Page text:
Dr. Tillie-Louise Hackett is an associate professor in the University of British Columbia’s faculty of medicine and principal investigator at St. Paul’s Hospital Centre for Heart Lung Innovation. Credit: Providence Health Care

UBC ‘breakthrough discovery’ will change treatment for COPD patients

By 2020, chronic obstructive pulmonary disease (COPD) is expected to be the third leading cause of death worldwide.

A new study by a UBC associate professor is being called a “breakthrough discovery” that will impact the lives of those with COPD, chronic obstructive pulmonary disease.

Dr. Tillie-Louise Hackett, associate professor in the University of British Columbia’s faculty of medicine, found that permanent lung damage caused by COPD starts much earlier than previously thought, even before patients are showing symptoms.

Her findings promise to dramatically change how patients are treated for COPD, the leading cause of hospital admissions in B.C. and Canada.

Hackett, who is also a principal investigator at St. Paul’s Hospital Centre for Heart Lung Innovation (HLI), and her research team found that even patients diagnosed with mild COPD have already lost a significant portion of their small airways—more than 40 per cent—on average.

COPD is a chronic, progressive condition that slowly damages the tissues of the lungs.

Currently, patients with mild disease, as determined by a lung function test, are given minimal or no treatment.

“These patients often have little to no symptoms, so it was believed their lungs were relatively undamaged,” said Hackett. “Now that we know the severity of the damage, we need to look at earlier intervention to ensure the best outcomes for COPD patients.”

The new findings also suggest previous large clinical trials testing new COPD treatments may have failed because patients already had substantial lung damage.

“If the same drugs were tested on patients with more mild forms of the disease, and less tissue damage, the results could be very different,” added Hackett.

Related: UBC Okanagan research a benefit to spinal cord exercise

Related: Sex robots could help your marriage: UBC prof

Lung samples from 34 patients were analyzed using an ultra-high resolution microCT scanner, one of only three scanners of this kind in the country.

The special scanner, funded by the Canada Foundation for Innovation and St. Paul’s Foundation, was instrumental to Hackett’s research. Though the HLI Lung Tissue Registry Biobank at St. Paul’s has been collecting specimens for more than 30 years, the recent addition of the microCT scanner made it possible to image samples that are embedded in paraffin in extreme detail.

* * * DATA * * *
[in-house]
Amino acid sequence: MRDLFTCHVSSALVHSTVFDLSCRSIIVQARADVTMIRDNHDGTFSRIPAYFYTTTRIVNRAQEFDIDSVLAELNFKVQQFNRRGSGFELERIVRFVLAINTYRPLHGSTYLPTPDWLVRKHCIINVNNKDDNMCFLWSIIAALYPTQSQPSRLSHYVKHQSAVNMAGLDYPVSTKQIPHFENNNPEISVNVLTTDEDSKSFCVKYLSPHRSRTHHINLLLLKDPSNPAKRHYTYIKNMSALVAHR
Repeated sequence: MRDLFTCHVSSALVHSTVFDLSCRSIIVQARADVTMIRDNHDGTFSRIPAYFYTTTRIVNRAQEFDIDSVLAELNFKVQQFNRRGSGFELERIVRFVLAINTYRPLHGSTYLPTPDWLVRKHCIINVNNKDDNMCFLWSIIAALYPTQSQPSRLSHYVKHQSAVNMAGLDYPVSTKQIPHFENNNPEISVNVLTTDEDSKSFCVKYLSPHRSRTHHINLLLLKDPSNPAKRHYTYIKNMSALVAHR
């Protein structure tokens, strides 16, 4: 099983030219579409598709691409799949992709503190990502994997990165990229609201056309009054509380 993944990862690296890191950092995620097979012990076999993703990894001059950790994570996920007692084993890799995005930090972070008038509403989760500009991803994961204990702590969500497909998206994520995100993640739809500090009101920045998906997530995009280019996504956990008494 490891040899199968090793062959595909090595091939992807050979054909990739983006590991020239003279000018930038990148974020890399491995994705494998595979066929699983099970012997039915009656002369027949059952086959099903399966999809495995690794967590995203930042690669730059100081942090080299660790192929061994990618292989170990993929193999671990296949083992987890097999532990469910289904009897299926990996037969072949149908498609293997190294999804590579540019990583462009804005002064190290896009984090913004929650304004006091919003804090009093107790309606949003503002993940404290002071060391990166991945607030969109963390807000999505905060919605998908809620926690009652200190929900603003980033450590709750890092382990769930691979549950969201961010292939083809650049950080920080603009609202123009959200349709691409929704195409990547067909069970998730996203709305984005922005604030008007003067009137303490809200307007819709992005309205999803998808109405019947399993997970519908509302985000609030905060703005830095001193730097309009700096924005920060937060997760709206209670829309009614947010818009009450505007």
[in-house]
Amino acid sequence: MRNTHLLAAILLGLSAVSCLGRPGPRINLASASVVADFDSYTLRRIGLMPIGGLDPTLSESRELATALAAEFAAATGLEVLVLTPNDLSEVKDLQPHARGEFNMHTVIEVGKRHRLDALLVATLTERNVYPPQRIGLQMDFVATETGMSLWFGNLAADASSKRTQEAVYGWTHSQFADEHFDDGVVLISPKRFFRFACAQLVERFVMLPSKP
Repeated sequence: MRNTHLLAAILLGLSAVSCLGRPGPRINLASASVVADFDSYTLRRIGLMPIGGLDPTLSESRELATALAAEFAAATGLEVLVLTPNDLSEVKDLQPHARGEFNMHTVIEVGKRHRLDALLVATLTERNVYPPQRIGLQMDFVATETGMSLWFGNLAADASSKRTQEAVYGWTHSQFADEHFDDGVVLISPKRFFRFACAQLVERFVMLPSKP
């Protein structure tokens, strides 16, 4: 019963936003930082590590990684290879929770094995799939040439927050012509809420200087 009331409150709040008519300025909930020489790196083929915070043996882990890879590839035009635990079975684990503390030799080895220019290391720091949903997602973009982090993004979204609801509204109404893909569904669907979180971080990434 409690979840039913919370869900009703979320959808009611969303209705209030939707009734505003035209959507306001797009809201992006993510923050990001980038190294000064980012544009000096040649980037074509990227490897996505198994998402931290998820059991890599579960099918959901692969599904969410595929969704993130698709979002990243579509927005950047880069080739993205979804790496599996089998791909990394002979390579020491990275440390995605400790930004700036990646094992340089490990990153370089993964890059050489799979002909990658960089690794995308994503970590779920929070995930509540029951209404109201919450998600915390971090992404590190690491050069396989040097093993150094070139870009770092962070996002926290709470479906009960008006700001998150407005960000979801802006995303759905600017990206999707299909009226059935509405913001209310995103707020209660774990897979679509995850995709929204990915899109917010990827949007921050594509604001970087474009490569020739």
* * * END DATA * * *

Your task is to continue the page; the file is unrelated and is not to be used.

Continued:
It is estimated approximately one in 10 people over the age of 40 may suffer from COPD.

Martin Mannette has been living with the disease for eight years. He is managing well with a careful combination of medication, but the 68 year old is excited about how this research could impact future patients.

“I worry about COPD taking over as the number one killer,” said Mannette. “So anything we can do for the next generation so they can avoid COPD is so important.”

Dr. Don Sin, the Canada Research Chair in COPD and a St. Paul’s respirologist, said the findings have significant implications. By 2020, COPD is expected to be the third leading cause of death worldwide.

“This breakthrough finding will allow us to develop new drugs to treat patients with COPD at the earliest stages of their disease when the disease is reversible,” said Sin. “This will prevent disease progression in thousands of patients and help them stay out of the hospital and remain healthy in their own homes.”

Read the full study here.

To report a typo, email:
newstips@kelownacapnews.com
.


@KelownaCapNews
newstips@kelownacapnews.com

Like us on Facebook and follow us on Twitter.

Just Posted

Kelowna families honour the dead by releasing butterflies

The Nicholson matriarchs release 33 butterflies

Vernon writers launch online workshop for teens, young adults

Storymakers’ Raise Your Voice workshop seeks to help women writers uncover and use voice

Vernon’s Tea Desire to close doors

July 28 last day of operation in Vernon location

Vernon talent hit Special Olympics Team BC roster

Four basketball players, one soccer player to represent Vernon on Team BC in Nova Scotia July 31

France doubles up Croatia 4-2 to win World Cup

Played in Moscow Russia, latest Fifa World Cup marks the highest scoring final since 1966

REPLAY: B.C.’s best video this week

In case you missed it, here’s a look at replay-worthy highlights from across the province this week

Kelowna families honour the dead by releasing butterflies

The Nicholson matriarchs release 33 butterflies

Course veterans seize victory in Peach City Classic

The first place titles in this year’s triathlon belonged to returning competitors.

Vernon writers launch online workshop for teens, young adults

Storymakers’ Raise Your Voice workshop seeks to help women writers uncover and use voice

Former NHL goalie Ray Emery drowns in Lake Ontario

Police say the 35-year-old’s death appears to be a ‘case of misadventure’

Air quality statement warns of smoky air for Kamloops area

Environment ministry says area on north side of Thompson River may be affected by wildfire smoke

Pussy Riot claims on-field protest at World Cup final

Russian protest group claimed responsibility after four people ran onto field in police uniforms

Fans party on Montreal streets after French World Cup win

To city is home to nearly 57,000 French nationals

East Shuswap Road wildfire’s fire line being controlled

Firefighters saved an eagle’s nest and eaglets while controlling fire lines

Most Read